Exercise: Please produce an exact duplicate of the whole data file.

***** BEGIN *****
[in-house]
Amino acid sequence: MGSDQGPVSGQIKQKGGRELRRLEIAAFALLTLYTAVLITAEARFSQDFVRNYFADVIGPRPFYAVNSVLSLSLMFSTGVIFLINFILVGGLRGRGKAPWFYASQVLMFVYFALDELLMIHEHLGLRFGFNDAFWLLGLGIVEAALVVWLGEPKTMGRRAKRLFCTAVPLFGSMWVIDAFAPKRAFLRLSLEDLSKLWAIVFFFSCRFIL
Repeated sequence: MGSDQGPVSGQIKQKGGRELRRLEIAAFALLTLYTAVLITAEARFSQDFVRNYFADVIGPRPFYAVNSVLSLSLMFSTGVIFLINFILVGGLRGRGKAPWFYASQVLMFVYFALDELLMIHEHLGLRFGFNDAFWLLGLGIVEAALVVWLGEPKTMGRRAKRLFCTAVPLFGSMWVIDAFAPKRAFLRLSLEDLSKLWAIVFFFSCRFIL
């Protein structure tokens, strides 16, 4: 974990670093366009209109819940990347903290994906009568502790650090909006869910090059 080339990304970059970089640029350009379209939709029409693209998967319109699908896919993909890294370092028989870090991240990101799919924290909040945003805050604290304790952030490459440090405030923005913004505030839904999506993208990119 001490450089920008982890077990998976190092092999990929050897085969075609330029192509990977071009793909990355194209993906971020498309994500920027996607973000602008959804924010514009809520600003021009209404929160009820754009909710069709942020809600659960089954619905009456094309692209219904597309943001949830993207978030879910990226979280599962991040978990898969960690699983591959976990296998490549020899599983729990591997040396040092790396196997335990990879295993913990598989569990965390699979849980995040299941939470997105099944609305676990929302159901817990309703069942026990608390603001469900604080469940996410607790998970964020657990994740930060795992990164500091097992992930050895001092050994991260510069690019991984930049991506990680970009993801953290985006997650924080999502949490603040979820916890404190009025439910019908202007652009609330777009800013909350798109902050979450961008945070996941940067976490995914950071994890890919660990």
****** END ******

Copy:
[in-house]
Amino acid sequence: MGSDQGPVSGQIKQKGGRELRRLEIAAFALLTLYTAVLITAEARFSQDFVRNYFADVIGPRPFYAVNSVLSLSLMFSTGVIFLINFILVGGLRGRGKAPWFYASQVLMFVYFALDELLMIHEHLGLRFGFNDAFWLLGLGIVEAALVVWLGEPKTMGRRAKRLFCTAVPLFGSMWVIDAFAPKRAFLRLSLEDLSKLWAIVFFFSCRFIL
Repeated sequence: MGSDQGPVSGQIKQKGGRELRRLEIAAFALLTLYTAVLITAEARFSQDFVRNYFADVIGPRPFYAVNSVLSLSLMFSTGVIFLINFILVGGLRGRGKAPWFYASQVLMFVYFALDELLMIHEHLGLRFGFNDAFWLLGLGIVEAALVVWLGEPKTMGRRAKRLFCTAVPLFGSMWVIDAFAPKRAFLRLSLEDLSKLWAIVFFFSCRFIL
């Protein structure tokens, strides 16, 4: 974990670093366009209109819940990347903290994906009568502790650090909006869910090059 080339990304970059970089640029350009379209939709029409693209998967319109699908896919993909890294370092028989870090991240990101799919924290909040945003805050604290304790952030490459440090405030923005913004505030839904999506993208990119 001490450089920008982890077990998976190092092999990929050897085969075609330029192509990977071009793909990355194209993906971020498309994500920027996607973000602008959804924010514009809520600003021009209404929160009820754009909710069709942020809600659960089954619905009456094309692209219904597309943001949830993207978030879910990226979280599962991040978990898969960690699983591959976990296998490549020899599983729990591997040396040092790396196997335990990879295993913990598989569990965390699979849980995040299941939470997105099944609305676990929302159901817990309703069942026990608390603001469900604080469940996410607790998970964020657990994740930060795992990164500091097992992930050895001092050994991260510069690019991984930049991506990680970009993801953290985006997650924080999502949490603040979820916890404190009025439910019908202007652009609330777009800013909350798109902050979450961008945070996941940067976490995914950071994890890919660990």